Under other operating conditions, the user may desire to quickly change from a wide-open condition to a blind condition, or vice versa. In this event, one may conveniently employ a reversible plate of the type shown in Fig. 4, having an opening 24 at one end, and a blind extension at the opposite end.

We will now refer to special details which are quite desirable in a coupling for an orifice metering device. Fig. 7 includes a conventional diagram of an orifice meter 25, and by-pass pipes 26 and 2'! leading from said orifice meter to the pipe coupling. These by-pass pipes 26 and 2'! extend laterally from the telescoping coupling sleeves l I and 52, as shown in Fig. 2, and they lie at opposite sides of the detachable orifice plate 20. sleeve II has a threaded opening 28 in its peripheral face to receive the laterally extended by-pass pipe 26. The sleeve l2 has a similar threaded opening 29 for the companion by-pass pipe 21. It may be observed that the pipe 26 from the coupling sleeve ll extends through a telescoping portion of the sleeve !2. However, this outer sleeve l2 has a relatively large opening 30 to freely receive the pipe 26. In actual practice,

this opening 30 is preferably a longitudinal slot with other details, so as to operate in zones entirely beyond the planes of the sealing abutments,

by-pass pipes, etc. The simple coupling band l8,

shown most clearly in Fig. 2, is similar to the .hexagonal band of an ordinary pipe union.

However, the band [8 positively forces the coupling sleeves toward and away from each other, so as to insure release of a detachable gasket, or the like, in a zone remote from said band.

Specific details of this band 18 include screw threads of relatively large pitch at 3| in Fig. 2 engaged with corresponding threads 32 of the sleeve l2, and threads 33 of less pitch in the band l8 engaged with matching threads 34 on the coupling sleeve I To provide for convenience in manufacture, and to avoid confusion in actual use of the coupling, all of these threads of different pitch may be simple standard right-hand threads. They could be all left-hand threads, but this might confuse the operator of the coupling.

The pipe in the slot serves as a spline to prevent independent rotation of the telescoping sleeves. However, this pipe location is a supplemental feature which does not appear in all forms of the invention. A simple means for preventing The such independent rotation, while allowing the coupling sleeves to slide toward and away from each other, is shown in Figures 2, 5 and 6. The outer sleeve l2 has a longitudinal groove 35 open at one end to slidably receive a pin or key 36 extending from the sleeve l l.

Attention is now directed to peculiar effects of rotary movements of the coupling band I8 in Fig. 2. This band can be rotated on the small threads 34 so as to move to the left in Fig. 2 until it reaches an extended peripheral abutment 31 on the inner sleeve II. This travel to the left in Fig. 2 may be a relatively slight distance but it requires a prolonged rotary movement on the small threads 34. During this rotary movement the band I8 also turns on the relatively large threads 32 of the sleeve l2, so as to impart a more rapid movement to said sleeve [2. This sleeve I2 can be thus moved to the right in Fig. 2 until it is released from the coupling band l8.

Study of these condition will show that the simple rotary coupling band I 8, having a noncircular outer face to receive a common wrench, can be readily turned in either direction to positively force the coupling sleeves toward and away from each other. A relatively slight rotary movement of the simple band l8 will release the interposed sealing member between the abutments l6- and I! and provide for convenient rapid changes from one sealing condition to another. Furthermore, when the coupling band I8 is released from the relatively large threads 32, said band [8 can be rather naturally located in contact with the extended abutment 31 in Fig. 2, so as to provide a desirable starting point for subsequent coupling operations.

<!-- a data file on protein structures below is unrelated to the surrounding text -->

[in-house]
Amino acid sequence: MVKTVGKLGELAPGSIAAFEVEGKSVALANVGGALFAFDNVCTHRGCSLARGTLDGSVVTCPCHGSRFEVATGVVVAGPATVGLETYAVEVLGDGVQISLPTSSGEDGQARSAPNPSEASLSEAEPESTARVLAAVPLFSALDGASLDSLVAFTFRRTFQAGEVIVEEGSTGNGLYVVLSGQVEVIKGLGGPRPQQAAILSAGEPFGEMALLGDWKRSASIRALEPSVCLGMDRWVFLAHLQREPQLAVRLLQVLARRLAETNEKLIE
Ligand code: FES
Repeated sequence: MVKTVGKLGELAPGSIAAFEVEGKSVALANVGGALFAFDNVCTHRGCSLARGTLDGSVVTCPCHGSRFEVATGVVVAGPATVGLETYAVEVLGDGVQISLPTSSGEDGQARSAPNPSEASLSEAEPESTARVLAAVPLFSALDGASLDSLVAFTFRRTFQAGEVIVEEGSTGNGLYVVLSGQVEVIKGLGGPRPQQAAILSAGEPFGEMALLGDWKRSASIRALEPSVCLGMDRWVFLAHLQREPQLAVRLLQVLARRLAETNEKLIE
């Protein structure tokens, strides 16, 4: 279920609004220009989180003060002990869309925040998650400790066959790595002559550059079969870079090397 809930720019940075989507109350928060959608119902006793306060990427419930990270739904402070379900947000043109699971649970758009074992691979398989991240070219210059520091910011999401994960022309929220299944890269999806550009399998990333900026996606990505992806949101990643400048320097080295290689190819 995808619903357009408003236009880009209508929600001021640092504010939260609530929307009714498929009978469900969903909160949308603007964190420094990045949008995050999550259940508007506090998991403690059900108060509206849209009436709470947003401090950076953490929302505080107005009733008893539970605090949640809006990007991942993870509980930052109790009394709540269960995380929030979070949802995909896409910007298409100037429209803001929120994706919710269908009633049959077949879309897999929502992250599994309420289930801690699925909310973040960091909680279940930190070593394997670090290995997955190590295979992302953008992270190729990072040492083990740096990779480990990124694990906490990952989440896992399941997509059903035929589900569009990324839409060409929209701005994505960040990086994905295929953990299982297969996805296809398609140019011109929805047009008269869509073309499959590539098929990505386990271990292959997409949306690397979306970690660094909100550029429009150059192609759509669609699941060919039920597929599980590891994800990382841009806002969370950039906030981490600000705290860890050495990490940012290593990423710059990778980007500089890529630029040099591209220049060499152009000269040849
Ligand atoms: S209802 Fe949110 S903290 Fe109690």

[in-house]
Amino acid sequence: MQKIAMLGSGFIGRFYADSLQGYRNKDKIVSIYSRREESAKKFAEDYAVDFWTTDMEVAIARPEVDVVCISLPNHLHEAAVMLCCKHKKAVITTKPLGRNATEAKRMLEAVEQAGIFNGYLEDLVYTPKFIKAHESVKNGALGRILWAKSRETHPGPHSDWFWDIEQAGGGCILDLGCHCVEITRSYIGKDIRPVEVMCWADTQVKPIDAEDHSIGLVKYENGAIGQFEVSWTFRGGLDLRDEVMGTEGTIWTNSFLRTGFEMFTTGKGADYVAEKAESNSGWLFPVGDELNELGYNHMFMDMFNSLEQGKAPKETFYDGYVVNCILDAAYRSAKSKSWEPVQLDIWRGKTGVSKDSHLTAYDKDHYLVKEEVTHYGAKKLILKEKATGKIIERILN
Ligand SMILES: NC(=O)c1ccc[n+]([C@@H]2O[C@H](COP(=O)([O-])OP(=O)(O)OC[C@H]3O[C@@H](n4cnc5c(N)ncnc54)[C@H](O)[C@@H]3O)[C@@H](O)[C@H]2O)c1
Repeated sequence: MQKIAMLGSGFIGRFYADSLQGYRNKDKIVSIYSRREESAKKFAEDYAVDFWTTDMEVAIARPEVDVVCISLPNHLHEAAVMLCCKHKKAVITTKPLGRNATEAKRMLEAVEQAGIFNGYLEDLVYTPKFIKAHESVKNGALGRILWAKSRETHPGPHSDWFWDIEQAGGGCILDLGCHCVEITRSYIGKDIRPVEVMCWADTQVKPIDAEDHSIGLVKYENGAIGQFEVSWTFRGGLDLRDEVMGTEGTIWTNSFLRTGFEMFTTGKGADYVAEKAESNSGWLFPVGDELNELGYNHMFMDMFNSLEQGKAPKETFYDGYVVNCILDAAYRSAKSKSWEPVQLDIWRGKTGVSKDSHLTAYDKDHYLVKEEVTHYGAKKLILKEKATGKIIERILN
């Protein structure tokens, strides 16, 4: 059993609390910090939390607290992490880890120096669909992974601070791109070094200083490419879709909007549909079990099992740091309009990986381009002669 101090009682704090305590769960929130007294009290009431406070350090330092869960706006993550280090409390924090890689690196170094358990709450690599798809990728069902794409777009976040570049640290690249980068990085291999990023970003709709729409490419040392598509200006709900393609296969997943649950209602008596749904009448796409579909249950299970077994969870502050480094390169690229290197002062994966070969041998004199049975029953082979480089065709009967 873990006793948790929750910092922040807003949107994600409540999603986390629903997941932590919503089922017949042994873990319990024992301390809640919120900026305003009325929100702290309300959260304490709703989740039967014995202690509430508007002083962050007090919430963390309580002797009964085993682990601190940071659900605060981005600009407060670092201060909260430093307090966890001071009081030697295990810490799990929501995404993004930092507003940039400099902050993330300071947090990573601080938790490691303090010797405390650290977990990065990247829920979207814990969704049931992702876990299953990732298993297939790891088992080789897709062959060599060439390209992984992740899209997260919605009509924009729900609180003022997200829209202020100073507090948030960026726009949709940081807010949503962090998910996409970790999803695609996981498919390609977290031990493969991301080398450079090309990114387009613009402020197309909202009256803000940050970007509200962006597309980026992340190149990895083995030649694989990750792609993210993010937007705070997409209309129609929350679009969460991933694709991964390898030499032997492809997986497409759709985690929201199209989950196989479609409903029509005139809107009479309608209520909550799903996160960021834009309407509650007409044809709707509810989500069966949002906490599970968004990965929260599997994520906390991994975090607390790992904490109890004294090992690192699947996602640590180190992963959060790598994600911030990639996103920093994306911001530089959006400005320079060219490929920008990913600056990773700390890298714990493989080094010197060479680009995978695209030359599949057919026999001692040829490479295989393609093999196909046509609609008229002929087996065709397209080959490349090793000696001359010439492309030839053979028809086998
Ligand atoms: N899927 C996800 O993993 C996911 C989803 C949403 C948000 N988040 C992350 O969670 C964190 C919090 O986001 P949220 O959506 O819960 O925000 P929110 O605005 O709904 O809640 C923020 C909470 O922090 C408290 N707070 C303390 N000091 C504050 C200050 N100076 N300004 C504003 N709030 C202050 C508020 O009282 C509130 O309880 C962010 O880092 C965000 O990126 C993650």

In Figures 8 and 9, we have shown a coupling device substantially the same as in Figures 1 and 2, with the exception of extended conditions for the by-pass pipes 26 and 21. Reference characters employed in the previous description have been applied to corresponding details in Figures 3 and 9, so it seems unnecessary to repeat the specific description of these details.

We claim:

1. A pipe coupling comprising companion coupling sleeves adapted to be attached to adjacent ends of pipes, said sleeves being telescoped and splined to each other to prevent independent rotary movement of the sleeves, a coupling band screwed onto the telescoped sleeves, said coupling band having screw threads of relatively large pitch engaged with corresponding threads of the outer sleeve, and threads of less pitch engaged with matching threads of the inner sleeve, so as to positively force said sleeves'toward and away from each other in response to selected rotary movements of said coupling band, the outer sleeve being provided with a circumferential slot at one side of said coupling band to receive a sealing member in a zone entirely beyond said band, said outer sleeve also having an annular internal abutment shoulder at one side of said slot, the telescoped inner sleeve being provided with an end abutment face at the opposite side of said circumferential slot, and a removable sealing member movable into and out of said circumferential slot, said sealing member being normally confined between said internal shoulder and said end abutment face, and said inner sleeve having an extended peripheral abutment facing the threaded coupling band to limit the travel of said band in its uncoupling direction.

2. A pipe coupling comprising companion coupling sleeves adapted to be attached to adjacent ends of pipes, said sleeves being telescoped with each other, a coupling band detachably connecting the telescoped sleeves, the outer sleeve being provided with a circumferential slot at one side of said coupling band to receive a sealing member in a zone entirely beyond said band, said outer sleeve also having an annular internal abutment shoulder at one side of said slot, the telescoped inner sleeve being provided with an end abutment face at the opposite side of said circumferential slot, and a removable sealing member movable into and out of said circumferential slot, said sealing member being normally confined between said internal shoulder and said end abutment face.